Between contractions, I made it first up and into my dressing gown, then to the top of the stairs, then down to the hall and from there into the waiting ambulance. Mike was collecting my 'just-in-case' hospital things together and getting ready to follow the ambulance to hospital. The journey with flashing lights through rush-hour traffic was the most uncomfortable thing I have ever experienced - lying on an ambulance trolley, still getting contractions and having to push but not-really push as there was nowhere for the baby to go if she was born!

As soon as we got to the hospital, at around quarter past nine, I was whisked into a delivery room and Lynne got me settled in on the bed. At this stage, she and Mike found a mouthpiece and encouraged me to have some gas and air - which was a relief, though I did have a few tears at my 'failure' to have the baby at home, maybe brought on by the effects of the gases? Lynne reluctantly handed me over to the hospital team, making us promise to text her as soon as we could with the news.

The hospital team very swiftly set me up for a ventouse delivery, with a drip to restore my energies, challenging me to beat them to it if I could! With the baby already part-way down the birth canal, the obstetrician gave her a tug with the ventouse and out came our lovely baby girl onto my tummy, with a very indignant wail.

I had just a chance to glance at her before she was taken to the resuscitation trolley for suctioning in case she had swallowed any meconium. As Mike watched our little girl being suctioned and had his first good look at her, noticing that her little fingers are kinked like mine, I hardly noticed having my placenta delivered. Not the physiological third stage I had hoped for, but at that point I was beyond caring about something so relatively trivial, and being sutured and 'tidied up'.

Although the hospital environment was not what I wanted for our first family moments, it was actually not too bad, with us encouraged to have skin-to-skin contact as soon as the paediatric nurse had finished with Freya and being left alone to share this precious time while the nurse prepared us a jam & toast feast! After having a go at breast-feeding our little girl, quite tricky with a drip in my hand and no energy left, I left Mike holding Freya to his skin while I had a shower and freshened up. We were then transferred to the ward for an overnight stay as Freya had to be monitored to ensure she had no ill effects from the meconium.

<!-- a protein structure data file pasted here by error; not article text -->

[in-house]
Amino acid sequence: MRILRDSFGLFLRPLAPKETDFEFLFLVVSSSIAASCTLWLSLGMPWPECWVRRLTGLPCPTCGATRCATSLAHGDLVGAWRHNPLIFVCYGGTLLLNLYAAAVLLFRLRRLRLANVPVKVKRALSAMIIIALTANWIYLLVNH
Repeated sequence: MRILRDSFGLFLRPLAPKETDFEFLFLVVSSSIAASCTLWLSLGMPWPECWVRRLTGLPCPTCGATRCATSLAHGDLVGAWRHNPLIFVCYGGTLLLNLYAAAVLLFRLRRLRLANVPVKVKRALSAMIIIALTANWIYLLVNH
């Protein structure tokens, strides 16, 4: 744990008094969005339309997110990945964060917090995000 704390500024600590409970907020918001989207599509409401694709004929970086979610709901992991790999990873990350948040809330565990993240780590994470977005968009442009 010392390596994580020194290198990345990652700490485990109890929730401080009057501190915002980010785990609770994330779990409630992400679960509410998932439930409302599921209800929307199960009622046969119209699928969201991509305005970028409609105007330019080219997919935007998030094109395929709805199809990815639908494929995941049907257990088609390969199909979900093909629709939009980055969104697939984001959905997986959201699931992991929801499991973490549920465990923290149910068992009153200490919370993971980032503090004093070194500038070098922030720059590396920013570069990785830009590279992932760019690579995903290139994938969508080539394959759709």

All in all, the hospital experience was not what I had hoped for, but the end result is the same and I don't think we suffered at all in our bonding with Freya because of it. The worst part was actually experienced by Mike when he had to leave his family overnight, but at least he got a good night's sleep. The only other negative I can think of is that the sheet Freya was wrapped in by the hospital was obviously laundered in something quite harsh as she became very red and blotchy and looks quite sore in her first photos, which faded as soon as we wrapped her in blankets Mike brought from home, so take your own.

I would advise anyone planning a homebirth to mentally prepare for the possibility that a hospital transfer may be required, accept that you may feel disappointed initially and be assured that this does fade when your baby has arrived safely and you are into the busy whirl of being a Mum. I am very glad and quite proud to have gone through the majority of my labour at home without the use of drugs, and won't hesitate to try it again if/when we decide to have another baby.

Do you think that Freya was in the occiput posterior position, which would explain why your labour didn't progress faster?

I do have my suspicions that Freya was posterior, though no-one ever confirmed it, and events in the hospital room went so quickly I never thought to ask the OB. Like you say, it would explain her getting stuck and my labour being particularly long with a lot of lower back/upper bum (!) pain.

Rachel & Mike & Freya (now eight months).